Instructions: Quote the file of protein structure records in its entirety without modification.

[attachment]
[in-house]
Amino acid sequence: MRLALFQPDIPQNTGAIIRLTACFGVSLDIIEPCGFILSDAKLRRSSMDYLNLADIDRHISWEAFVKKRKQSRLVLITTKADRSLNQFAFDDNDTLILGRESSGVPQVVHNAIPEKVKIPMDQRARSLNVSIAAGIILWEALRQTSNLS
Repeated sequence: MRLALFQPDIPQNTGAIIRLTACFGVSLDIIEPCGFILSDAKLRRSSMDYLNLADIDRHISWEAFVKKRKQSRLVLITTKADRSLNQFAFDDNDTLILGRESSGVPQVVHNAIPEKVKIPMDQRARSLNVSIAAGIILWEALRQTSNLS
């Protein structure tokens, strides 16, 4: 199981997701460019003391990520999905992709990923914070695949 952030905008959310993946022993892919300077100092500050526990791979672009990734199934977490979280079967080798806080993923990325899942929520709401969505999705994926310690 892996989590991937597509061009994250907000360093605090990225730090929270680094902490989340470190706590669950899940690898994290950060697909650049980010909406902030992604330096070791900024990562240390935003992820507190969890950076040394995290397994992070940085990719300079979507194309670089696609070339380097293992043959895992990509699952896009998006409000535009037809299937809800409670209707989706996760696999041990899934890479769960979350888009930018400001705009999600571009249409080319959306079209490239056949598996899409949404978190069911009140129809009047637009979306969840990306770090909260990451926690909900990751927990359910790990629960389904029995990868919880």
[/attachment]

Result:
[in-house]
Amino acid sequence: MRLALFQPDIPQNTGAIIRLTACFGVSLDIIEPCGFILSDAKLRRSSMDYLNLADIDRHISWEAFVKKRKQSRLVLITTKADRSLNQFAFDDNDTLILGRESSGVPQVVHNAIPEKVKIPMDQRARSLNVSIAAGIILWEALRQTSNLS
Repeated sequence: MRLALFQPDIPQNTGAIIRLTACFGVSLDIIEPCGFILSDAKLRRSSMDYLNLADIDRHISWEAFVKKRKQSRLVLITTKADRSLNQFAFDDNDTLILGRESSGVPQVVHNAIPEKVKIPMDQRARSLNVSIAAGIILWEALRQTSNLS
């Protein structure tokens, strides 16, 4: 199981997701460019003391990520999905992709990923914070695949 952030905008959310993946022993892919300077100092500050526990791979672009990734199934977490979280079967080798806080993923990325899942929520709401969505999705994926310690 892996989590991937597509061009994250907000360093605090990225730090929270680094902490989340470190706590669950899940690898994290950060697909650049980010909406902030992604330096070791900024990562240390935003992820507190969890950076040394995290397994992070940085990719300079979507194309670089696609070339380097293992043959895992990509699952896009998006409000535009037809299937809800409670209707989706996760696999041990899934890479769960979350888009930018400001705009999600571009249409080319959306079209490239056949598996899409949404978190069911009140129809009047637009979306969840990306770090909260990451926690909900990751927990359910790990629960389904029995990868919880």